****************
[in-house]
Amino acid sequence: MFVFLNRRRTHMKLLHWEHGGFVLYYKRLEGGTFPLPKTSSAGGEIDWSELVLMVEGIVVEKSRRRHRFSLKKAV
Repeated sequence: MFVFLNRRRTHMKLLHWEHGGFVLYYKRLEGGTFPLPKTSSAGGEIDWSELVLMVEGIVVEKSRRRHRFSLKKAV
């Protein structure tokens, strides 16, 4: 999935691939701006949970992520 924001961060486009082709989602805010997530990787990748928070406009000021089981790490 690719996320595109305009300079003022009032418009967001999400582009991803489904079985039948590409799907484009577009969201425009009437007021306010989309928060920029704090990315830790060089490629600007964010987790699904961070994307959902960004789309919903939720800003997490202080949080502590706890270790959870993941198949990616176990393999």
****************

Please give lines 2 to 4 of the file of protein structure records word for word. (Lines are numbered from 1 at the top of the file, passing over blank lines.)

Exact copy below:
Amino acid sequence: MFVFLNRRRTHMKLLHWEHGGFVLYYKRLEGGTFPLPKTSSAGGEIDWSELVLMVEGIVVEKSRRRHRFSLKKAV
Repeated sequence: MFVFLNRRRTHMKLLHWEHGGFVLYYKRLEGGTFPLPKTSSAGGEIDWSELVLMVEGIVVEKSRRRHRFSLKKAV
């Protein structure tokens, strides 16, 4: 999935691939701006949970992520 924001961060486009082709989602805010997530990787990748928070406009000021089981790490 690719996320595109305009300079003022009032418009967001999400582009991803489904079985039948590409799907484009577009969201425009009437007021306010989309928060920029704090990315830790060089490629600007964010987790699904961070994307959902960004789309919903939720800003997490202080949080502590706890270790959870993941198949990616176990393999």